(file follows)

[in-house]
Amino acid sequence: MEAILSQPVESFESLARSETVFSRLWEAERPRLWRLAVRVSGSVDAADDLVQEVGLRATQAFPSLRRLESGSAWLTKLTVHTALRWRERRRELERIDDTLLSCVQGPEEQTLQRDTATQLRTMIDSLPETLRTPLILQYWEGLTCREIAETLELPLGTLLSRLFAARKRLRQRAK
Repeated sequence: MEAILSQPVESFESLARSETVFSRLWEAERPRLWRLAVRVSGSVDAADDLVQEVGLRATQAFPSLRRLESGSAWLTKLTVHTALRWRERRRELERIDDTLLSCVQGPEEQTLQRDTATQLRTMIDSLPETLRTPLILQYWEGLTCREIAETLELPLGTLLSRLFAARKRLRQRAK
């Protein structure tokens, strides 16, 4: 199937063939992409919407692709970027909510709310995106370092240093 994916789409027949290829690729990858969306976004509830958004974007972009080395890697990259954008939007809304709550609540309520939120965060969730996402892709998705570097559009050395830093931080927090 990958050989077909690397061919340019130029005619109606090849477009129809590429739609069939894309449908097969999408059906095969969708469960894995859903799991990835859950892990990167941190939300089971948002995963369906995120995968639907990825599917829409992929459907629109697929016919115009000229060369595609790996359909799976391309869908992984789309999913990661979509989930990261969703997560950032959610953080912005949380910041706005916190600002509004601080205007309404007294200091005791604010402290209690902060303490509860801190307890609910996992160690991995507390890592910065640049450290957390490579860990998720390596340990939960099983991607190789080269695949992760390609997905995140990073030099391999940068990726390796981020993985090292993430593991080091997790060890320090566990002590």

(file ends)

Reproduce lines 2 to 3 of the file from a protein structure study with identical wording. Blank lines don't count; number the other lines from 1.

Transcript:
Amino acid sequence: MEAILSQPVESFESLARSETVFSRLWEAERPRLWRLAVRVSGSVDAADDLVQEVGLRATQAFPSLRRLESGSAWLTKLTVHTALRWRERRRELERIDDTLLSCVQGPEEQTLQRDTATQLRTMIDSLPETLRTPLILQYWEGLTCREIAETLELPLGTLLSRLFAARKRLRQRAK
Repeated sequence: MEAILSQPVESFESLARSETVFSRLWEAERPRLWRLAVRVSGSVDAADDLVQEVGLRATQAFPSLRRLESGSAWLTKLTVHTALRWRERRRELERIDDTLLSCVQGPEEQTLQRDTATQLRTMIDSLPETLRTPLILQYWEGLTCREIAETLELPLGTLLSRLFAARKRLRQRAK